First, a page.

27.  $3.2 million had to be paid by STRS to PERS because of bonuses alone since 1998 to satisfy that pension system's 13.31% annual employee contribution requirement.  STRS employees are members of PERS.

28.  34 STRS employees in 2002 received bonus checks in excess of $40,000 (with 18 of those getting bonuses in excess of $70,000).

29.  One STRS employee received bonus checks of $110,000 and $68,800 in 2001 on top his base salary of $164,000.

30.  Over 150 STRS employees had base salaries over $100,000 in 2002, with 32 of those making over $155,000 -- topping the salaries of both the governor and the chief justice of the State Supreme Court.

31.  A total of $39,251 was paid to the Perry Local School District by STRS in 2002 and 2003 for sub teacher costs for Board member Michael Billirakis (when he attended STRS meetings), even though he did not have a position in the school district.  NEA pays Perry Local the dollar amount associated with the salary and benefits for Billirakis, enabling him to be listed as an employee.

32.  Excess STRS furniture was sold to STRS employees in 2000 and 2001 for $27,703, and instead of this amount going back into the pension fund, it was given to charities.

33.  The regular work week for STRS employees is 37 1/2 hours, and they get full benefits is they work 20 hours.

34.  If an STRS employee adopts a child, the STRS Board awards a $5,000 cash gift to said employee.

35.  Between 1999 and 2004, the STRS Board paid out $2.1 million in educational stipends for STRS employees to take college courses.  This amount was double what the other 4 public pension systems in Ohio paid out combined over the same time period.  STRS pays up to $7,000 per year (per employee) for undergraduate or graduate work.

Wednesday, December 02, 2020

Dennis Leone: Some words for today's STRS Board

From Dennis Leone

December 2, 2020 

The Board has a potential huge PR problem with this F-rating, coupled with gigantic bonus checks for the investment staff (many of which were based on benchmarks staff members set for themselves). You saw recently, as everyone did, that the DOW got over 30,000 last week. I wish to point out to the Board, firmly, that I was on the Board in 2008 when things suddenly went downhill in the stock market.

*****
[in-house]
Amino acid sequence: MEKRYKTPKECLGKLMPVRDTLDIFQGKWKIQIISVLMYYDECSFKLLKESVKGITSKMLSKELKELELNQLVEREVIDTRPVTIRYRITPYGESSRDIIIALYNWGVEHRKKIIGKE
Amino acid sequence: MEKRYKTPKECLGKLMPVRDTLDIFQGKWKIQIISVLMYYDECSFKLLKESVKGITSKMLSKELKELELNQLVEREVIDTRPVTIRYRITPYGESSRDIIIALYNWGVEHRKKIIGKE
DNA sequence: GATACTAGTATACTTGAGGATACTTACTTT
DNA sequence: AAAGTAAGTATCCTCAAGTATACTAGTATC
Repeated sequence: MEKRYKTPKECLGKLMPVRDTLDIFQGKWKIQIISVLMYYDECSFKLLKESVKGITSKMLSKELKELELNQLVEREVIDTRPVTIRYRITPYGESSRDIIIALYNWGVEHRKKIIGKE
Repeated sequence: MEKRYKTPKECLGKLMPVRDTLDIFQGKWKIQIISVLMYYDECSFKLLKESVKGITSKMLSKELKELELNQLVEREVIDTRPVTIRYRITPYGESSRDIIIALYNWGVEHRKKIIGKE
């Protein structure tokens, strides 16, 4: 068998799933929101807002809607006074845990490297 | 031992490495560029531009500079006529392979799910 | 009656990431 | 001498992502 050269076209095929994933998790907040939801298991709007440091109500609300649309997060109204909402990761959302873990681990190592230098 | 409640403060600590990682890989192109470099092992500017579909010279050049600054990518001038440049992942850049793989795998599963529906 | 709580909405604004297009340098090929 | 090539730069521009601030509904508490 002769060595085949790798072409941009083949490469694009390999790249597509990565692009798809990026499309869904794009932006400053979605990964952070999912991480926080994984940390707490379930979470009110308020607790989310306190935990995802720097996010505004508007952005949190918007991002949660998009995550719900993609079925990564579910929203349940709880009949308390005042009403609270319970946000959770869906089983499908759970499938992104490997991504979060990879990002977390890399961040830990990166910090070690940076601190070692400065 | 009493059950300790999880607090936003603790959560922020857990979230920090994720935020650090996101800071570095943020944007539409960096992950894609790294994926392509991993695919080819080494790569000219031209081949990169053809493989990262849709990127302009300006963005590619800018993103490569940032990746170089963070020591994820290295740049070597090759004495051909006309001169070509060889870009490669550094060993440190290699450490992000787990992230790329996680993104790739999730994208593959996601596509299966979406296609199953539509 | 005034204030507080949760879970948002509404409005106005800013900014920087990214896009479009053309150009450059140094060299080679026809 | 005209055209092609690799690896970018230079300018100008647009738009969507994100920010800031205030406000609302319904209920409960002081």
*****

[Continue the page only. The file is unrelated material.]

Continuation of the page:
Here is my point: Just before that happened, the DOW hit 14,000 and our total assets at STRS were OVER $80 billion. The news media has reported recently that our total assets at STRS are NOW back up to $80 billion. It took STRS 12 years to get our assets to climb back up to our previous high of $80 billion, even though the DOW more than doubled in value during those 12 years.
This is an incredible embarrassment. The Board should be demanding better performance from the investment staff instead of giving them gigantic bonus checks. A solid argument could be made that NO bonus checks should have gone out during those 12 years when our total assets were not back to what there were in 2008. All of those dollars given in bonus checks over the 12 years should have been divided among all retirees, especially since our COLA was eliminated.
Dennis Leone
STRS Board member 2005-2009

Sunday, November 29, 2020

Default Settings: How Ohio can nudge teachers toward a secure retirement

From the NY Times, 2017; would today's plan show up in an even DEEPER blue for Ohio?

The State of State Teachers’ Pension Plans